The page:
Lawmaker: Toyota knew of electronic defects
Automotive News — February 15, 2010 – 12:01 am ET
Lawmakers preparing for hearings on Toyota Motor Corp.’s speed-control problems are reacting with skepticism to the company’s long-standing denials of any electronic defects in its vehicles, based in part on internal 2002 and 2003 documents that have come to investigators’ attention, a key congressman said.
Rep. Bart Stupak, D-Mich., chairman of the House Energy Subcommittee on Oversight, said the documents show that Toyota was aware at least 71/2 years ago that its Camry was exhibiting engine surges that might be caused by electronic interference.
An Aug. 30, 2002, technical service bulletin sent by Toyota to its U.S. dealers was titled "ECM Calibration Update: 1 MZ-FE Engine Surging." It said: "Some 2002 model year Camry vehicles equipped with the 1MZ-FE engine may exhibit a surging during light throttle input at speeds between 38-42 MPH with lock-up (l/U) ‘ON.”’
The bulletin added that the problem would be corrected by a calibration for the engine control module, or ECM, which was part of the Camry’s new electronic throttle control system. An identical bulletin was sent to dealers May 16, 2003.
According to a Toyota document posted on the National Highway Traffic Safety Administration’s Web site, the automaker told NHTSA in 2004 that it had received 113 complaints involving 45 crashes and six injuries. NHTSA said two people were killed when a vehicle drove off the fourth floor of a parking garage.
‘First solid indication’
"This is the first solid indication we have that Toyota’s speed-control problems go back as far as 2002," said Stupak, a former Michigan state trooper. "And calibrating the ECM — that’s electronics." He said lawmakers "aren’t buying" Toyota denials from 2002 until today that electronic interference hasn’t contributed to acceleration problems.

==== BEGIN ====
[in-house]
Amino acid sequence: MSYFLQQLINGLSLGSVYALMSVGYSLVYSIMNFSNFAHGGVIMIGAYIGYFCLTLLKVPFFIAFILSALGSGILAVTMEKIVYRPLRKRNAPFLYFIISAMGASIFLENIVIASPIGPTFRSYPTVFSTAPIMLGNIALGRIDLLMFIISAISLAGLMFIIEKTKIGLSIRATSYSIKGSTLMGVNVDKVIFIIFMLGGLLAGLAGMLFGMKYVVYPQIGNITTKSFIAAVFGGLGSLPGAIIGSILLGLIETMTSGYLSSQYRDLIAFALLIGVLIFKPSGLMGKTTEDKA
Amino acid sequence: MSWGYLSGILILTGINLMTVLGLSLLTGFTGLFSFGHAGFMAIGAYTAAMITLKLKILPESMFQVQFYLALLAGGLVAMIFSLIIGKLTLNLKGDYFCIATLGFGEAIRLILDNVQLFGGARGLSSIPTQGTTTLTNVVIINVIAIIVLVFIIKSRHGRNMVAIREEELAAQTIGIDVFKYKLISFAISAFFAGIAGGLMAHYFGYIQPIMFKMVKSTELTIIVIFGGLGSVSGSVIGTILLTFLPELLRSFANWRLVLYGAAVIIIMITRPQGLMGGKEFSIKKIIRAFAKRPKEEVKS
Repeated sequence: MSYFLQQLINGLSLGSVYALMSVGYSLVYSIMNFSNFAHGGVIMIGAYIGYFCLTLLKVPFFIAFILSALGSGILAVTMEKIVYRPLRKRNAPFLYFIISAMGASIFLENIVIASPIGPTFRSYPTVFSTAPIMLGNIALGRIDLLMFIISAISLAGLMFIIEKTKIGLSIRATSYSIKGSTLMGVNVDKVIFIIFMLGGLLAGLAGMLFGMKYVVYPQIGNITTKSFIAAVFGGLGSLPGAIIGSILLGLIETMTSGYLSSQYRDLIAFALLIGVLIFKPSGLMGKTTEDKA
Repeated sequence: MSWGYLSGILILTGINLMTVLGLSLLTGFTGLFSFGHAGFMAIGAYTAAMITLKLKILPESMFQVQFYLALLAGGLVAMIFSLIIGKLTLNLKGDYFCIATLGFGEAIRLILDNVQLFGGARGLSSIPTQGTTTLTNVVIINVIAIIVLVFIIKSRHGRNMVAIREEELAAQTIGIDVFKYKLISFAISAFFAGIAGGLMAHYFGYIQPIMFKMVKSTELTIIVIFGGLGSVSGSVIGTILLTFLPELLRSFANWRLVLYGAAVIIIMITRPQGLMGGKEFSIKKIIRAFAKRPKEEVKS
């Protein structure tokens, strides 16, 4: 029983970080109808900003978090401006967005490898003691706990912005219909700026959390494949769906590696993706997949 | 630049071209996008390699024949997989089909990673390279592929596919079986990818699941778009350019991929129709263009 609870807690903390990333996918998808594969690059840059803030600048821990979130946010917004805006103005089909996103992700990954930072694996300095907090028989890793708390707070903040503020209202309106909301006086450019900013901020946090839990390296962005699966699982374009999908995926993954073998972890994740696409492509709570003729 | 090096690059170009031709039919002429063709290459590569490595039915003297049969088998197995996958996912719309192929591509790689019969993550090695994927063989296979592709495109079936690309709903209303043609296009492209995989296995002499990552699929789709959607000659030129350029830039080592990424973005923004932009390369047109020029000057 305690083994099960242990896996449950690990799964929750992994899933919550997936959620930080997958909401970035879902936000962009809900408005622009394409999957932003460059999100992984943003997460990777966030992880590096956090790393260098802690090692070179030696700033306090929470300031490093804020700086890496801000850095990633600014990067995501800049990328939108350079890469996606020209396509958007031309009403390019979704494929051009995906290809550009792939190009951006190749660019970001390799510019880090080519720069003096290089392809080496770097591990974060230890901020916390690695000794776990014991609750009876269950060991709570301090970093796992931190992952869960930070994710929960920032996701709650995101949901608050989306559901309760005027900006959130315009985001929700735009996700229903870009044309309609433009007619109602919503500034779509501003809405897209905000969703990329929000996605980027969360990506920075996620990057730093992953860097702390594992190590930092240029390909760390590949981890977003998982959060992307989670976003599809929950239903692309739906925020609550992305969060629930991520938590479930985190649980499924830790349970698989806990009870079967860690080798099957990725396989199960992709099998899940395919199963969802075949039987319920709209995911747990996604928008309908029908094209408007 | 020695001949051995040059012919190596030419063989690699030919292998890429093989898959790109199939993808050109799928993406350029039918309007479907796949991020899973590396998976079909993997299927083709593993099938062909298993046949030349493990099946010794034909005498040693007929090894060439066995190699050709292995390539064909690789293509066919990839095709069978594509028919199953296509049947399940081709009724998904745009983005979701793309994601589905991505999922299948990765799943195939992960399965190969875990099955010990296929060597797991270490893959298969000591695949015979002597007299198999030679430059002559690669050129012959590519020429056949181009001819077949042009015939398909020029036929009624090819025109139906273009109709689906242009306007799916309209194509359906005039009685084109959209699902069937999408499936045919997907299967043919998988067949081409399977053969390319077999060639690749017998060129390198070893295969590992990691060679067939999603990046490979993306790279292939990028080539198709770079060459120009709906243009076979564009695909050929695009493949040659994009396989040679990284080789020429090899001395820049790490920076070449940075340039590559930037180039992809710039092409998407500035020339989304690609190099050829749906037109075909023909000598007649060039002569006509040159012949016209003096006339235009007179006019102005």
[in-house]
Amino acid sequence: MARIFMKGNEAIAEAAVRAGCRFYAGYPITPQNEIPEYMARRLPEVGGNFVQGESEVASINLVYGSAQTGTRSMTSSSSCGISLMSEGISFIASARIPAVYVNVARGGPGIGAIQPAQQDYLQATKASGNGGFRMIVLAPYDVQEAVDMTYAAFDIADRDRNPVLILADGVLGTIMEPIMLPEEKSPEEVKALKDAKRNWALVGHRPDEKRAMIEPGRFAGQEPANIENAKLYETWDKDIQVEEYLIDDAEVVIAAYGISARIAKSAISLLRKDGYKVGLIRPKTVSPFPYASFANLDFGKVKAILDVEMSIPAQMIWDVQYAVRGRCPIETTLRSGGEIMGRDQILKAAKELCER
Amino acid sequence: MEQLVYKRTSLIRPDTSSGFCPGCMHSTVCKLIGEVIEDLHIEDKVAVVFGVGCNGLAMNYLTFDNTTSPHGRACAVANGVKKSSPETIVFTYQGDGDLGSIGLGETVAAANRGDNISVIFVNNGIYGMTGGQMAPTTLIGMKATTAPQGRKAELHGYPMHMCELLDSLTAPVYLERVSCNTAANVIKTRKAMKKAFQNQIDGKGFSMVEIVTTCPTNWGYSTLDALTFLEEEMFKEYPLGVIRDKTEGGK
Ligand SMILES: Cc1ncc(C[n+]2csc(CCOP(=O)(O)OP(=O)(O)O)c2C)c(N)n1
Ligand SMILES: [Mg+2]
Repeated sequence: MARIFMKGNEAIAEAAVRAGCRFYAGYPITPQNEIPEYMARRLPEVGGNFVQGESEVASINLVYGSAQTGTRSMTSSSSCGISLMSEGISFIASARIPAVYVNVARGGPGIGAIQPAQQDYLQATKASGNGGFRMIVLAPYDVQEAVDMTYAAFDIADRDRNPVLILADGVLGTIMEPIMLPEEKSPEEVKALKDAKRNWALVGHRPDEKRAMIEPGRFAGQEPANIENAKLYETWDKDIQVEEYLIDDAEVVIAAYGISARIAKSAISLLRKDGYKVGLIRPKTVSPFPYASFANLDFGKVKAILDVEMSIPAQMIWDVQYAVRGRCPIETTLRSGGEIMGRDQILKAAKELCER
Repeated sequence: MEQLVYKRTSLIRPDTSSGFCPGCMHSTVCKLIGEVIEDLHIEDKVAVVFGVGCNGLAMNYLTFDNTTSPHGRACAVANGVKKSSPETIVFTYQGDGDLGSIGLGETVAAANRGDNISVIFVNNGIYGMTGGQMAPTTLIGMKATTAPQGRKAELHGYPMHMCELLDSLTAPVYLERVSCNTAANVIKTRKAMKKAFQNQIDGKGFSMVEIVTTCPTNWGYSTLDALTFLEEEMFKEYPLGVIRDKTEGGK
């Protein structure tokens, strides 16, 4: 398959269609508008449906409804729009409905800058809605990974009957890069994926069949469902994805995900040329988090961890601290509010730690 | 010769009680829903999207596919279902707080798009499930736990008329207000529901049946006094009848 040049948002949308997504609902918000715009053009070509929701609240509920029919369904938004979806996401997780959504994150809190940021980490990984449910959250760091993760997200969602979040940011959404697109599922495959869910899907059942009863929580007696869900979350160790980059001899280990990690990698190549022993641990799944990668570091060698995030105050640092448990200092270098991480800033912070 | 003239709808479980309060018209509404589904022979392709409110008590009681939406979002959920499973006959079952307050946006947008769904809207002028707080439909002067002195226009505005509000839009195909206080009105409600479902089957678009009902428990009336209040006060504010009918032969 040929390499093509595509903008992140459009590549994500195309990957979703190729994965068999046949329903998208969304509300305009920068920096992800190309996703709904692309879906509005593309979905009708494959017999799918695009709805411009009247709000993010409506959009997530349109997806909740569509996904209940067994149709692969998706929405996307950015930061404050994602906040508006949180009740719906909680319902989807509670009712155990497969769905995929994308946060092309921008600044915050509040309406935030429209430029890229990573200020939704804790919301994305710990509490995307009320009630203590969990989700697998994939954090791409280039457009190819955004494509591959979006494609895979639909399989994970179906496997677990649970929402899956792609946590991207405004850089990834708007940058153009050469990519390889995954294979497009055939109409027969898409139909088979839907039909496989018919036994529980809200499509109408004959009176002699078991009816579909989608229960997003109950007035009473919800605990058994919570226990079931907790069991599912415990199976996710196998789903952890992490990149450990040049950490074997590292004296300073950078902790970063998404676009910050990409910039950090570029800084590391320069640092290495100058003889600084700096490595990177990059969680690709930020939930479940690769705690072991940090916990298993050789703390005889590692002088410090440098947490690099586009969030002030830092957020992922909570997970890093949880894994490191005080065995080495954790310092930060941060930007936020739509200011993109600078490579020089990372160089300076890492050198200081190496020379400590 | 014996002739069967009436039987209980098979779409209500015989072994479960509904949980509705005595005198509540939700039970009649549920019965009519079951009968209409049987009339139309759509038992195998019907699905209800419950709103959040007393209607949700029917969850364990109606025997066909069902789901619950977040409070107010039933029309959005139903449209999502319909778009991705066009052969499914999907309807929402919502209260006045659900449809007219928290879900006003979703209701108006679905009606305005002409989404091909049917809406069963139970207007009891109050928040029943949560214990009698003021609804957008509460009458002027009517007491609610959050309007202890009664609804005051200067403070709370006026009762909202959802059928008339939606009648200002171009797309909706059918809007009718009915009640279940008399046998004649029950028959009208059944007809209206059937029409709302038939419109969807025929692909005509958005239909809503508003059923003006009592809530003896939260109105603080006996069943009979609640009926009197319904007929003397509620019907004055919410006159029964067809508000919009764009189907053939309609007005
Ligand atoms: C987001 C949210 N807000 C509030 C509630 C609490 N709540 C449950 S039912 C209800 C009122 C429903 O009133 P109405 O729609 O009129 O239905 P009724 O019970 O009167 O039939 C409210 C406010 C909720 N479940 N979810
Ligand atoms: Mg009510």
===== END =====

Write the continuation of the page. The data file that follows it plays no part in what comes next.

A House Energy and Commerce Committee inquiry led by Stupak and committee Chairman Henry Waxman, D-Calif., has requested Toyota documents dating back to 2000. They have scheduled a Feb. 25 hearing.
Toyota has said its unintended-acceleration problems stem from floor mat entrapment and sticky gas pedals and that its testing has found no evidence of electronic interference.
Toyota has recalled 8.1 million vehicles worldwide since October for floor mat or sticky-pedal problems, or both. The 2002 Camry never has been recalled for speed-control problems.
Toyota spokesman Brian Lyons said last week that the 2002 bulletin sought to address "a slight delay in acceleration, followed by a slight and momentary ‘surge’ feeling." The ECM calibration "eliminated a ‘flat spot’ during acceleration," Lyons said. "It was not issued to resolve any computer software or electronic throttle control concerns."
Toyota introduced a new electronic throttle control system in its 2002 Camry. Shortly after it went on sale, consumers began complaining about engine surges, a Feb. 1 report by Safety Research & Strategies said. The safety advocacy group, whose clients include plaintiff attorneys, compiled the report from complaints to NHTSA and automakers and from lawsuits and media accounts.
Toyota’s technical service bulletins were a guide for dealers on how to service vehicles brought in for repair.
The 2002 Camry got the third-highest number of unintended-acceleration complaints of any Toyota vehicle dating back to 1999, the Safety Research & Strategies report said.
Complaints about throttle control prompted NHTSA to open a formal investigation in 2004. It closed it 41/2 months later, saying. "A defect trend has not been identified at this time, and further use of agency resources does not appear to be warranted."
One of the reasons NHTSA gave for closing the investigation: "There are no service bulletins or campaigns that relate to the alleged defect." Yet both the 2002 and 2003 technical service bulletins are in NHTSA’s 2004 investigation file on its Web site.
NHTSA said in an e-mail last week that its 2004 investigation didn’t identify any technical service bulletins "that could explain the allegations we were looking into at the time." NHTSA this month said that it "has no reason at this point to believe there are safety defects" in Toyota’s electronic throttle control systems. It cited its own "very limited testing."
NHTSA is now doing a background technology review that includes a look at Toyota’s systems.
Said Stupak: "We’ve got questions for NHTSA."